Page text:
Food Labels, Decoded Slideshow
June 4, 2012
According to the USDA, "Organic is a labeling term that indicates that the food or other agricultural product has been produced through approved methods that integrate cultural, biological, and mechanical practices that foster cycling of resources, promote ecological balance, and conserve biodiversity. Synthetic fertilizers, sewage sludge, irradiation, and genetic engineering may not be used." Sounds great, except that the USDA affixes its "USDA Organic" seal to products that aren’t completely organic — if its content is "95 percent or more organic," it’s good enough for the USDA. Just something to keep in mind.
Is biodynamic the new organic? It's not a term that has started popping up in grocery stores yet, but it may not be long before that happens. What often starts out as a "specialty" movement or product in farmers markets usually trickles down to brick-and-mortar stores — think of rocket, grass-fed beef, and pastured eggs. Such may be the case with biodynamically grown food. But how is it "better" than organic? Demeter USA, which performs biodynamic certification for farmers, created guidelines that go beyond organic calling for the inclusion of animals and crops on the same farm in a mutually beneficial relationship, requiring poultry to actually be raised outdoors, and promoting diversity over monoculture. These guidelines are based on the work of Dr. Rudolf Steiner, scientist, philosopher, and founder of the Waldorf school, who taught a series of classes in 1924 to farmers hoping to reverse the declining state of their farms.
To read more about biodynamic principles, click here to see The "New" Organic: Biodynamic.
The USDA officially defines "cage-free" in the following manner: "This label indicates that the flock was able to freely roam a building, room, or enclosed area with unlimited access to food and fresh water during their production cycle." Their definition of "free-range" is similar but includes a stipulation that they have "continuous access to the outdoors during their production cycle." But prominent food writers such as Jonathan Safran Foer, author of Eating Animals, and Michael Pollan, assert that it's not quite as good (or meaningful) as it sounds. In their observation of chicken farms, for example, they note that "cage-free" chickens are often kept in sheds with tens of thousands of other chickens, uncaged, of course, and that "free-range" chickens are kept in similarly crowded sheds with a door at the end of the hall that leads out to a tiny dirt patch, which is kept closed for most of the chickens short life. So much for continuous access. Foer sums it up neatly and eloquently: "I could keep a flock of hens under my sink and call them free-range."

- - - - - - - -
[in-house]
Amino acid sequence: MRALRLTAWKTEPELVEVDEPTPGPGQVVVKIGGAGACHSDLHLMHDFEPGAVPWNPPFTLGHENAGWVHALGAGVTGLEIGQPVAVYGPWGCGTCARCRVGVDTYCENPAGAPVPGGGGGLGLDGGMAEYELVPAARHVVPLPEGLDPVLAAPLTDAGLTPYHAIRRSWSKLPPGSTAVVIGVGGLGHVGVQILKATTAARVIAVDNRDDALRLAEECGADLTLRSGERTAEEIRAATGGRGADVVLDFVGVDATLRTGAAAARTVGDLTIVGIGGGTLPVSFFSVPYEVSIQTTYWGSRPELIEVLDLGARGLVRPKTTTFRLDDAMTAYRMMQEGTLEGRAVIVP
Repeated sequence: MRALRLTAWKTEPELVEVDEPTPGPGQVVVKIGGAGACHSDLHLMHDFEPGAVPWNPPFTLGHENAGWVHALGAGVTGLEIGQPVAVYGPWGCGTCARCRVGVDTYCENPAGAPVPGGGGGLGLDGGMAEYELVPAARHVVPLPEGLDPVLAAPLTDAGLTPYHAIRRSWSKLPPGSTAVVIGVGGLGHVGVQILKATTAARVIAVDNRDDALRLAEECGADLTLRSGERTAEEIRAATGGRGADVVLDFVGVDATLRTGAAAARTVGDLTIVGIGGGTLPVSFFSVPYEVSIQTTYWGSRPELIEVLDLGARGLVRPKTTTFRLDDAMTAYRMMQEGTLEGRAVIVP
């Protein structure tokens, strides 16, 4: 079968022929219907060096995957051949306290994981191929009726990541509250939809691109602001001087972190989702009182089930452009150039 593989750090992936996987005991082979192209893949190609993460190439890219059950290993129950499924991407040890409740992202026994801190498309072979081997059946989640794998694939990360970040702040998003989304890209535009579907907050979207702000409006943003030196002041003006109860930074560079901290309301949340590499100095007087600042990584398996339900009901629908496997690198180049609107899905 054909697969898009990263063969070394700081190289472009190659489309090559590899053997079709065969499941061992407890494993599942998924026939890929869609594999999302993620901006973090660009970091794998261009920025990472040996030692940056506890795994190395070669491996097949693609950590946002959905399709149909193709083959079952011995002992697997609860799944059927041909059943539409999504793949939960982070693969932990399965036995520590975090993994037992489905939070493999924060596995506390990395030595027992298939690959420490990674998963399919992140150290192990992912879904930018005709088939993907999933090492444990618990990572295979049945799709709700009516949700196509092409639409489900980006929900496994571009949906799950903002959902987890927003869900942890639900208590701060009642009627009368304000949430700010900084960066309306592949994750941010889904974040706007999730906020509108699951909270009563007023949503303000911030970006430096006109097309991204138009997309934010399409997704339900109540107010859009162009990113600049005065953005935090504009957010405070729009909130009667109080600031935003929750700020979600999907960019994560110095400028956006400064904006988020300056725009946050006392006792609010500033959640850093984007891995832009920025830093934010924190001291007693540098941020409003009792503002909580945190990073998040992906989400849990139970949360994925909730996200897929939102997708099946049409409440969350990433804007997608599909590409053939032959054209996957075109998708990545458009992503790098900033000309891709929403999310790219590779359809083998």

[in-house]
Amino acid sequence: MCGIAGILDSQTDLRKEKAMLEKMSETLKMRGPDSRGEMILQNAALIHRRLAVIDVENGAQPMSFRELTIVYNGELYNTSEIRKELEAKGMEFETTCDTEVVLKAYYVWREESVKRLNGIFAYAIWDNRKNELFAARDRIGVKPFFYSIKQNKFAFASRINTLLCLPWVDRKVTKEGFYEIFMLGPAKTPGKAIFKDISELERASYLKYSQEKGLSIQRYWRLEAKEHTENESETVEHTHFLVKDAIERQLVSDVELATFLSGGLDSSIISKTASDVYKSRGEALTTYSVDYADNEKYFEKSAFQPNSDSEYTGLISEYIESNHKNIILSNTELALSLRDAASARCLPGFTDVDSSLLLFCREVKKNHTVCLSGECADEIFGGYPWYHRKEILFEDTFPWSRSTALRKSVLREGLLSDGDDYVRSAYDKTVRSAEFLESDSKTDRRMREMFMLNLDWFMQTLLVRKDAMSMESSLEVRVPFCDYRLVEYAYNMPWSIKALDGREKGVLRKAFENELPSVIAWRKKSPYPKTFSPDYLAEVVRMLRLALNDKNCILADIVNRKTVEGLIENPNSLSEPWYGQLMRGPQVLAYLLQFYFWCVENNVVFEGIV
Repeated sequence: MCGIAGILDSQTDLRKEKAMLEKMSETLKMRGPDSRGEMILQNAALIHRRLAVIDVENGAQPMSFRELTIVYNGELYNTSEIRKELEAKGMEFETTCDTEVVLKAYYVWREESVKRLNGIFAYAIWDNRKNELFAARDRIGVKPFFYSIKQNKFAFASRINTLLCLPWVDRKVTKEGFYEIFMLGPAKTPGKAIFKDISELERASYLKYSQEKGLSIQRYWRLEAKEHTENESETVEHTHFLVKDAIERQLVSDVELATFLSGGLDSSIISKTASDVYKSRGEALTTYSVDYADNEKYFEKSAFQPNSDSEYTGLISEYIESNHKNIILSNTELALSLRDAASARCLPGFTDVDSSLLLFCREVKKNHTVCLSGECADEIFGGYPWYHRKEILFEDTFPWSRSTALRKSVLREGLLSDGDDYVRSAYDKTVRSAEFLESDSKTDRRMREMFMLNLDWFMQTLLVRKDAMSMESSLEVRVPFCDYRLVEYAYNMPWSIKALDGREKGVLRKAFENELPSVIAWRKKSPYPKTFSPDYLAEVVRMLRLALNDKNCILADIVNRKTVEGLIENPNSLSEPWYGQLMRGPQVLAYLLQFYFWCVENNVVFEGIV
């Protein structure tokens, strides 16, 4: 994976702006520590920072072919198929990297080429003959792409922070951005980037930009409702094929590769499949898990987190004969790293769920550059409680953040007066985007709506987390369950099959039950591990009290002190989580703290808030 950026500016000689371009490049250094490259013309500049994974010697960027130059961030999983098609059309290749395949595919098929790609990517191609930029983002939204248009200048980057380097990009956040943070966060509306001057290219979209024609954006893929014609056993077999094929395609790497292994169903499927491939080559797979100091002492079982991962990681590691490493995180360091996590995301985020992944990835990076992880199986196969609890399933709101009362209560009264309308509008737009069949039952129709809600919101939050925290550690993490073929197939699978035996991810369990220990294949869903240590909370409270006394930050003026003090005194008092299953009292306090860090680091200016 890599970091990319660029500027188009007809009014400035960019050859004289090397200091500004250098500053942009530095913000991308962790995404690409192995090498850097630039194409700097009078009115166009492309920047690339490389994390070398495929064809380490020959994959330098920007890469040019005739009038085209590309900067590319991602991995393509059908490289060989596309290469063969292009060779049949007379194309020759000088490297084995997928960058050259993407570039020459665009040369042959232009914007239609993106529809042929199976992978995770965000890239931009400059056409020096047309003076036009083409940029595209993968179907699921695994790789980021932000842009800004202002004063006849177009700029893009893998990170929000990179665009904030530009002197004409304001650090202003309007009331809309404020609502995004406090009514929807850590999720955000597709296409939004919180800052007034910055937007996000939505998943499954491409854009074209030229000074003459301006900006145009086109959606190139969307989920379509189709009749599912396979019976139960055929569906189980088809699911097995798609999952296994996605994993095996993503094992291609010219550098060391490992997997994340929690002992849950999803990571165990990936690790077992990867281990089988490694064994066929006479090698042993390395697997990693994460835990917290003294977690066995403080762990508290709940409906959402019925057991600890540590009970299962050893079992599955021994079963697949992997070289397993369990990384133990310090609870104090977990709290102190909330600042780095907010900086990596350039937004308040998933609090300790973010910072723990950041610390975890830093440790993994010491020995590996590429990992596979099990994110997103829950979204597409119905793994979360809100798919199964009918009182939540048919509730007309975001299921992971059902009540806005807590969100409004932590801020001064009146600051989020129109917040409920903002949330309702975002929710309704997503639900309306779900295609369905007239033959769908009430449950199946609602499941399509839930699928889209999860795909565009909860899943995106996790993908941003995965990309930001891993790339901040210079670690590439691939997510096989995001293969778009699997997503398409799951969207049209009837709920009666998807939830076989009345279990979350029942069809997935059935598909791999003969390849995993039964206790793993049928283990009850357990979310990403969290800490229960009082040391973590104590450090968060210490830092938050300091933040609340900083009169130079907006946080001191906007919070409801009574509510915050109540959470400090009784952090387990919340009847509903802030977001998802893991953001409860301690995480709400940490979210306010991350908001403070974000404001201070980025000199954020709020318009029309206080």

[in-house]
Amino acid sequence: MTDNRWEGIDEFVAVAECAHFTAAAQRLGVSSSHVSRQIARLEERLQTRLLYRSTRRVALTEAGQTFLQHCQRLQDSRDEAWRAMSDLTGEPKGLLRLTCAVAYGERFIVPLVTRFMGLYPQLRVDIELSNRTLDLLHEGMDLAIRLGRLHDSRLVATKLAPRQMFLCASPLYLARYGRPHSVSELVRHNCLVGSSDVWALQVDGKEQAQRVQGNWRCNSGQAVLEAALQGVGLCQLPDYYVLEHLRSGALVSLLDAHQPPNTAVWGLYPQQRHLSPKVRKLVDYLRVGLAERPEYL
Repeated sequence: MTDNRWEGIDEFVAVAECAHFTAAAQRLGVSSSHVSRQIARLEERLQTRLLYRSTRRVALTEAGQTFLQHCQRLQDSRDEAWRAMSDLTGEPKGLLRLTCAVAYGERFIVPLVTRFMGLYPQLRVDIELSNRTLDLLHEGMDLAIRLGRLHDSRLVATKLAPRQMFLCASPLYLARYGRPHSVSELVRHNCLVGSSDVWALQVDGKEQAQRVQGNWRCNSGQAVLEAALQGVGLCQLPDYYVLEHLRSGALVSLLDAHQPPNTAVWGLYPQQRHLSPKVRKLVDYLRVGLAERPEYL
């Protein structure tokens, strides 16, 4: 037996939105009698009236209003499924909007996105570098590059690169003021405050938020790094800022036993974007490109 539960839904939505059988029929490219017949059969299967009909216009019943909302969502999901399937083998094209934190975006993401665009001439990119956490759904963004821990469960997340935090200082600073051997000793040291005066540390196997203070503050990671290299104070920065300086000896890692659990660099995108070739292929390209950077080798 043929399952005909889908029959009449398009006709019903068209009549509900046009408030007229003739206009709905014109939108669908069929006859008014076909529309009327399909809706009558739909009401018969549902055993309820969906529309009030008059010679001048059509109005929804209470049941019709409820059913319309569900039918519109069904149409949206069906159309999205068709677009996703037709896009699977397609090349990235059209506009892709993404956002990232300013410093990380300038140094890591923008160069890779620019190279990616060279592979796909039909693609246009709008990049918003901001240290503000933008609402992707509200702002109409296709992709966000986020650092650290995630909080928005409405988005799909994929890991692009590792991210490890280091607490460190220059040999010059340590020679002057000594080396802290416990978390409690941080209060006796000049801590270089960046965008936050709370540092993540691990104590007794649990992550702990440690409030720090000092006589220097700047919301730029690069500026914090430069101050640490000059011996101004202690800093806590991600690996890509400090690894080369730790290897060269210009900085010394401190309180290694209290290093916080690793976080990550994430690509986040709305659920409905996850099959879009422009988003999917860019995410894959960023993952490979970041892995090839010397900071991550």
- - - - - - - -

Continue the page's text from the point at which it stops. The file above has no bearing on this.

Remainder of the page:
The USDA doesn’t have an official definition for "pasture-raised" yet, but we spoke to a farmer at the Union Square Greenmarket who sells eggs from pastured hens. Jon, of Millport Dairy located in Lancaster, Pa., says that his laying hens have access to the outdoors year-round, as long as weather permits. They have a steady and diverse diet of different types of grass, various insects, and wheat, resulting in a better-tasting egg. It seems like a loaded term at first, in the sense that farmers might have slightly different practices, but if you actually walk up and talk to them, they keep it pretty simple. It’s only loaded when you don’t ask questions.
5. Not Treated with rbST
Recombinant bovine somatotropin (rbST), also known as rBGH (recombinant bovine growth hormone) doesn’t sound like something that would become a household name, but it has. And it is synonymous with "no thanks." It’s a synthetic version of a hormone that’s already produced by cows, known also as Posilac, which was developed in 1987 by Monsanto in order to increase milk production. Following their approval of the drug’s use in 1993, the FDA has insisted that there is no "material difference" between the milk from cows treated with rbST and milk from those not treated. However, a 2010 court case in Ohio, International Dairy Foods Association v. Boggs, did in fact find a "material difference" — namely, that milk from rbST-treated cows exhibited increased levels of the hormone IGF-1, potentially lower nutritional value, and reduced shelf life. Thus, in the face of consumer demand, even large food product manufacturers and distributors such as General Mills, Dannon, and Walmart have moved toward phasing out rbST-treated dairy products.